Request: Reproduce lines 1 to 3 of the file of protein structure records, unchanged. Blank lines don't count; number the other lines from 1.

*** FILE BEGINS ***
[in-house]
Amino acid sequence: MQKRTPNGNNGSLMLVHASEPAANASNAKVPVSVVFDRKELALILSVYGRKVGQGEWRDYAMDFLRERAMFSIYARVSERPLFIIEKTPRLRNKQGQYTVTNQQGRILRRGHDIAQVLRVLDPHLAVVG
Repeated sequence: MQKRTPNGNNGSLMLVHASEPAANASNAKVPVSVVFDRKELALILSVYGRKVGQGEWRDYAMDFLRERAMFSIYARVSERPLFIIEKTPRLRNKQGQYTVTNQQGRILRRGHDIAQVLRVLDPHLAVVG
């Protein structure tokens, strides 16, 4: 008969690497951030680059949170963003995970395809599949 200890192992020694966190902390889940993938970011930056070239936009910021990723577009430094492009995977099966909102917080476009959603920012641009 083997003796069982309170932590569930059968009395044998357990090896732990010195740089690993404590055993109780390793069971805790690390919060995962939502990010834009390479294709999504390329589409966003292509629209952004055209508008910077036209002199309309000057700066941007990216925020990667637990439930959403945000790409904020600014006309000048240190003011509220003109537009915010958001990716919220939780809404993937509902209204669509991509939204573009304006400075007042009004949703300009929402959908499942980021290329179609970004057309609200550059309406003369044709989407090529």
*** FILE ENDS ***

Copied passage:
[in-house]
Amino acid sequence: MQKRTPNGNNGSLMLVHASEPAANASNAKVPVSVVFDRKELALILSVYGRKVGQGEWRDYAMDFLRERAMFSIYARVSERPLFIIEKTPRLRNKQGQYTVTNQQGRILRRGHDIAQVLRVLDPHLAVVG
Repeated sequence: MQKRTPNGNNGSLMLVHASEPAANASNAKVPVSVVFDRKELALILSVYGRKVGQGEWRDYAMDFLRERAMFSIYARVSERPLFIIEKTPRLRNKQGQYTVTNQQGRILRRGHDIAQVLRVLDPHLAVVG